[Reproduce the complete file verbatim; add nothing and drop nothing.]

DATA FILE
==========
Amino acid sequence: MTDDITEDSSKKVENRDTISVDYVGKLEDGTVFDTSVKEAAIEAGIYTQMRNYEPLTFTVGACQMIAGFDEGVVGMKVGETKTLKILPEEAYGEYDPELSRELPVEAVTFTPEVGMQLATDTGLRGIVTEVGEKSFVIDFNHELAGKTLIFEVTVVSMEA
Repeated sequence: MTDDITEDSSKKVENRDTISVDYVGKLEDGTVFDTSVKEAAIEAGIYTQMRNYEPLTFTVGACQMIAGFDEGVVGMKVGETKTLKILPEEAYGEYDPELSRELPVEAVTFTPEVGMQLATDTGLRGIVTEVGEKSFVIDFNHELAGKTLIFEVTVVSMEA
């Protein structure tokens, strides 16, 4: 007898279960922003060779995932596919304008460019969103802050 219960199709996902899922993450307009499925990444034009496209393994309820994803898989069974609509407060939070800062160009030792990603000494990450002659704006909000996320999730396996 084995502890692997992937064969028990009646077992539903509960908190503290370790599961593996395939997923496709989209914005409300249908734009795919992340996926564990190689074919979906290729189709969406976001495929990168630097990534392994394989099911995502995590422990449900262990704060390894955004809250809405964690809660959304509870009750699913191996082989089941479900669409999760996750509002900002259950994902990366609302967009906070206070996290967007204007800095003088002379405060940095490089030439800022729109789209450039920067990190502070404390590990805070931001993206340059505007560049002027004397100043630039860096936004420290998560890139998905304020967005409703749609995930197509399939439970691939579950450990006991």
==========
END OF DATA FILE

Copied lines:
Amino acid sequence: MTDDITEDSSKKVENRDTISVDYVGKLEDGTVFDTSVKEAAIEAGIYTQMRNYEPLTFTVGACQMIAGFDEGVVGMKVGETKTLKILPEEAYGEYDPELSRELPVEAVTFTPEVGMQLATDTGLRGIVTEVGEKSFVIDFNHELAGKTLIFEVTVVSMEA
Repeated sequence: MTDDITEDSSKKVENRDTISVDYVGKLEDGTVFDTSVKEAAIEAGIYTQMRNYEPLTFTVGACQMIAGFDEGVVGMKVGETKTLKILPEEAYGEYDPELSRELPVEAVTFTPEVGMQLATDTGLRGIVTEVGEKSFVIDFNHELAGKTLIFEVTVVSMEA
């Protein structure tokens, strides 16, 4: 007898279960922003060779995932596919304008460019969103802050 219960199709996902899922993450307009499925990444034009496209393994309820994803898989069974609509407060939070800062160009030792990603000494990450002659704006909000996320999730396996 084995502890692997992937064969028990009646077992539903509960908190503290370790599961593996395939997923496709989209914005409300249908734009795919992340996926564990190689074919979906290729189709969406976001495929990168630097990534392994394989099911995502995590422990449900262990704060390894955004809250809405964690809660959304509870009750699913191996082989089941479900669409999760996750509002900002259950994902990366609302967009906070206070996290967007204007800095003088002379405060940095490089030439800022729109789209450039920067990190502070404390590990805070931001993206340059505007560049002027004397100043630039860096936004420290998560890139998905304020967005409703749609995930197509399939439970691939579950450990006991």